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Article
September 1929

DIPLEGIA FACIALIS IN EARLY SYPHILIS: REPORT OF A CASE

Author Affiliations

Associate Attending in Dermatology and Syphilology at the New York Post-Graduate Hospital NEW HAVEN, CONN.

Arch Derm Syphilol. 1929;20(3):306-314. doi:10.1001/archderm.1929.01440030032003
Abstract

While reports of many cases of paralysis of both seventh cranial nerves are finding their way into the literature at present, this condition is almost exclusively due to a multiple neuritis or to trauma. Paralysis of one or more of the cranial nerves is not uncommon in early or late syphilis, but the early involvement of both facial nerves is rare enough to warrant the reporting of an additional case.

A careful search of the available literature discloses a total of thirty-seven cases of diplegia facialis in syphilis. Twenty-three of these cases may be said to be in association with early cases of syphilis, six with undoubtedly late cases and the remaining eight with cases of syphilis in which it is impossible to ascertain the stage of the disease.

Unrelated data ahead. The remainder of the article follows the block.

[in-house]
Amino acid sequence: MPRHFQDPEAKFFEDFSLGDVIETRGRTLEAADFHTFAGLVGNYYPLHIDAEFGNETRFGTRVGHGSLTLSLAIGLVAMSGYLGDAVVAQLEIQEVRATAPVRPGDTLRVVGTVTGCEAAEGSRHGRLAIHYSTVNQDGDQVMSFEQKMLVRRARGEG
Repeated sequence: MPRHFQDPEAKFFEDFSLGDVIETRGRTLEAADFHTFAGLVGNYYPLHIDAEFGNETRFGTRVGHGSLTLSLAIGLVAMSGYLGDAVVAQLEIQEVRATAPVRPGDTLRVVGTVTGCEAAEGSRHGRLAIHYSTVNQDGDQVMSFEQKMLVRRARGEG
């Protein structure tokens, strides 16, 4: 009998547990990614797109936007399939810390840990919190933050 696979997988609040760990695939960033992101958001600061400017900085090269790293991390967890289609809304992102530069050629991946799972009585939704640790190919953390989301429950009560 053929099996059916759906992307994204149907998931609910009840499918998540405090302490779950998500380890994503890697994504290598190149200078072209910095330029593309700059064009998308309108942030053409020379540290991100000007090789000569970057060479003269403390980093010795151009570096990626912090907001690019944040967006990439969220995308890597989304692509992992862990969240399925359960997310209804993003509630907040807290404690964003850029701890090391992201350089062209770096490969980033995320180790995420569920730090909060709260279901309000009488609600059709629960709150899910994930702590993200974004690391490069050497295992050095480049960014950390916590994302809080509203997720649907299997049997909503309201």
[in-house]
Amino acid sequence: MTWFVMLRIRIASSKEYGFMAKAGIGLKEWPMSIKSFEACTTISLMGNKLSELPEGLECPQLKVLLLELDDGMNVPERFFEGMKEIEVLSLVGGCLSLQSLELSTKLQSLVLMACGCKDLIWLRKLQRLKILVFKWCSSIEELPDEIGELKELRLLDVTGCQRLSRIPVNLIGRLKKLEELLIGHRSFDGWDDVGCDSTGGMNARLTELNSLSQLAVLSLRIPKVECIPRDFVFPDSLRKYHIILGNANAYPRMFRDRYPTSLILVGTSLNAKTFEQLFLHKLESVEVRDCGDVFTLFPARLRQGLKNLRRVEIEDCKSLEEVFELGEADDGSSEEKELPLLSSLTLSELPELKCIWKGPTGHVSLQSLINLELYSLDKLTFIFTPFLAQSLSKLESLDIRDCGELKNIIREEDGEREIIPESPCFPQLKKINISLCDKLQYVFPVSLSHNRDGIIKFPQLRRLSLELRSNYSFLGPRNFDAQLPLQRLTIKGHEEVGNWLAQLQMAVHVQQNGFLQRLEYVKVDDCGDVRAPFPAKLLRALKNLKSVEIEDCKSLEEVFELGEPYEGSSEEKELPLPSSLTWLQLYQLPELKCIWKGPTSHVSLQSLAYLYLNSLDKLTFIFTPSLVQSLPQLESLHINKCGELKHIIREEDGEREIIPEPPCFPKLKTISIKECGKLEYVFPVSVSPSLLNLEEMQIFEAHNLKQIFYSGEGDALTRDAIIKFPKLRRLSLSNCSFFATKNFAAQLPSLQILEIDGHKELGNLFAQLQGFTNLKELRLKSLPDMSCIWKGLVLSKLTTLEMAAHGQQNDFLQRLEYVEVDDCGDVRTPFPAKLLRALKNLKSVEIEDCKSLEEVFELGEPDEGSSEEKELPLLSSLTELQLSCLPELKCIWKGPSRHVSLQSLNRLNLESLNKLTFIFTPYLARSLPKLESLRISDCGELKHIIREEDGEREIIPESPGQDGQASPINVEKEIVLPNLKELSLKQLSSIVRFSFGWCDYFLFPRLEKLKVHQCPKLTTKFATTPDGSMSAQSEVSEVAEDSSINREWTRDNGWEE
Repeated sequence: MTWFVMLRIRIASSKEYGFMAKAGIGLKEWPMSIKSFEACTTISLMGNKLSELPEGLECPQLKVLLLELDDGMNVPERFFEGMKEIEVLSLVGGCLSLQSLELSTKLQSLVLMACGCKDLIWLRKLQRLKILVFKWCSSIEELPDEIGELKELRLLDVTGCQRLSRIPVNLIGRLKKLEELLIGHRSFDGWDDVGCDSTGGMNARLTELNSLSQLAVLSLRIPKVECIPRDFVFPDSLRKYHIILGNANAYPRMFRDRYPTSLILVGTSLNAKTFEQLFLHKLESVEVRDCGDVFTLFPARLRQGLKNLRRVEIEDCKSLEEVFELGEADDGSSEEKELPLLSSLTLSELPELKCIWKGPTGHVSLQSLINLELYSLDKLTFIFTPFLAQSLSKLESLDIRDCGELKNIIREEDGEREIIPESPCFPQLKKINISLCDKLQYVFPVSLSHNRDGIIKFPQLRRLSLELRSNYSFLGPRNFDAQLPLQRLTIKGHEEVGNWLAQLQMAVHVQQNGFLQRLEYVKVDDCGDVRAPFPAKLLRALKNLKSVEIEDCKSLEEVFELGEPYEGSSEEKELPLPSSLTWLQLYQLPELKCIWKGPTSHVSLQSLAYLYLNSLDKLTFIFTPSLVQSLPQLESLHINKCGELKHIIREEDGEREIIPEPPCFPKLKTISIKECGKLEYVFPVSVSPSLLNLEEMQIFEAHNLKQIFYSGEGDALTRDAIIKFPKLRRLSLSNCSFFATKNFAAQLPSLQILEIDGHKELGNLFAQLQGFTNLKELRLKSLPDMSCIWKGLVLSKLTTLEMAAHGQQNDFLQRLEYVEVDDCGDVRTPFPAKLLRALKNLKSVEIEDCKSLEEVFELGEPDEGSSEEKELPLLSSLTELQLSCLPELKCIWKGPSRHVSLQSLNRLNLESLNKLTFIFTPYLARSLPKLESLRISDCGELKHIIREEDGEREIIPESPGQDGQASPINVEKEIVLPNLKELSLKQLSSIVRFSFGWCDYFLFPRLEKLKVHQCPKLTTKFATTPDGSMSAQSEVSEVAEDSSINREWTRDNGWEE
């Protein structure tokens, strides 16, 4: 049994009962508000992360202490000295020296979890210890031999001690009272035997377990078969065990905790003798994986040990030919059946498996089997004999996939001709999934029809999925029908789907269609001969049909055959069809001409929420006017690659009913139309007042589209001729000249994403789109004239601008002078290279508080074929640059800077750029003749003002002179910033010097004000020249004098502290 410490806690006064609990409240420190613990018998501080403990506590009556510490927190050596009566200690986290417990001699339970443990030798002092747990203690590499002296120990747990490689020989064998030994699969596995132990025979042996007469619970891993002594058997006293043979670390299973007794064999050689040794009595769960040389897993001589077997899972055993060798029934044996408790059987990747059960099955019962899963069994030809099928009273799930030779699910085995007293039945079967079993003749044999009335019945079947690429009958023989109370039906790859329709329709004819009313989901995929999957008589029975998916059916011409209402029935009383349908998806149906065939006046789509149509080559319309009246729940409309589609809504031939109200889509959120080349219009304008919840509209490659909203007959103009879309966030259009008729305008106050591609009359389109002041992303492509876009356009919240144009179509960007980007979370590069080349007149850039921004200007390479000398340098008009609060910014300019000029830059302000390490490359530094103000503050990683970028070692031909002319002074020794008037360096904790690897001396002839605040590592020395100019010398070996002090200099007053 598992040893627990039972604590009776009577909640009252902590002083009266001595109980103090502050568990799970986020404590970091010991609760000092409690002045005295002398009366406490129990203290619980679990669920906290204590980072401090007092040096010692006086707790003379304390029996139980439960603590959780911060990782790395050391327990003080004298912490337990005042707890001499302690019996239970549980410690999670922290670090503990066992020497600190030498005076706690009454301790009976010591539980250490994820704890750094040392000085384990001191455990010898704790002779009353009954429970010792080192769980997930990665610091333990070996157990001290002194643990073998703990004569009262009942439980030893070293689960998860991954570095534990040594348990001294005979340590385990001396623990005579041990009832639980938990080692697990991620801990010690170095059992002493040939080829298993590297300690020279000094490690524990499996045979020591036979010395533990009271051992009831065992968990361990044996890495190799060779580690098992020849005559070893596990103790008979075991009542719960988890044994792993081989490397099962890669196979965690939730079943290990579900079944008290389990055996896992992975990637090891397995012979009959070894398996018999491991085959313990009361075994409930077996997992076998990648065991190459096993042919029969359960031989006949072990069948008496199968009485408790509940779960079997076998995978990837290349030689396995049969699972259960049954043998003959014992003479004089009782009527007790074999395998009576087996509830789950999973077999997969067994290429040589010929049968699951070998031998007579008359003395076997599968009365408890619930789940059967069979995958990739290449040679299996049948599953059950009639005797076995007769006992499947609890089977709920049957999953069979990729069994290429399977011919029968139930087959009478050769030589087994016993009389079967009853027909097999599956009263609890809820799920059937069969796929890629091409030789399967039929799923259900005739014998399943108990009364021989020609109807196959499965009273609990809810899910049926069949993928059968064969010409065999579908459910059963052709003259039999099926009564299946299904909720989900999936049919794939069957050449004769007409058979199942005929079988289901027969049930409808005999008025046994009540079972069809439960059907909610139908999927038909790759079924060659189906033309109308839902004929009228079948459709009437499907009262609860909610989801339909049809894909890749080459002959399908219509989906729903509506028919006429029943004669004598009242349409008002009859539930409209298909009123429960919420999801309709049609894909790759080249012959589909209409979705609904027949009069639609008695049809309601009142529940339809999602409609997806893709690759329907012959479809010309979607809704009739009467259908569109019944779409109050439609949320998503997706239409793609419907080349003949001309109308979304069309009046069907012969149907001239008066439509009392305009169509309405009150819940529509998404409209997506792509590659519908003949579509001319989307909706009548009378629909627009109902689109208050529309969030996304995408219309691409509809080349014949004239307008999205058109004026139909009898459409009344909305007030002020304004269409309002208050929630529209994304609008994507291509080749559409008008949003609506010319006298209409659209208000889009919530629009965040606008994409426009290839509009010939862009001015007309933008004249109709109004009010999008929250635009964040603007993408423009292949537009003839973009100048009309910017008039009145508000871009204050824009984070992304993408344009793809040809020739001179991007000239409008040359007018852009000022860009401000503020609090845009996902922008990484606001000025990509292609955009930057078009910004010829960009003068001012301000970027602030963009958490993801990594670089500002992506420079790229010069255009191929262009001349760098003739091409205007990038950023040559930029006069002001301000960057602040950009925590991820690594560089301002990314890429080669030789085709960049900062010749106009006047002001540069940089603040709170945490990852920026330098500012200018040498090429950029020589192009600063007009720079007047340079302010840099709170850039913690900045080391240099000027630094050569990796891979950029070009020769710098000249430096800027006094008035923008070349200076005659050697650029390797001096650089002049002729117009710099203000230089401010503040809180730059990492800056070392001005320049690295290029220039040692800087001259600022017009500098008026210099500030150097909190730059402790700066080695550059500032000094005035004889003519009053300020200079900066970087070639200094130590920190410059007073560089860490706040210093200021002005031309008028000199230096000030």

Jonathan Hutchinson1 stated that "A remarkable point in reference to the influence of syphilis on the cranial nerves is the

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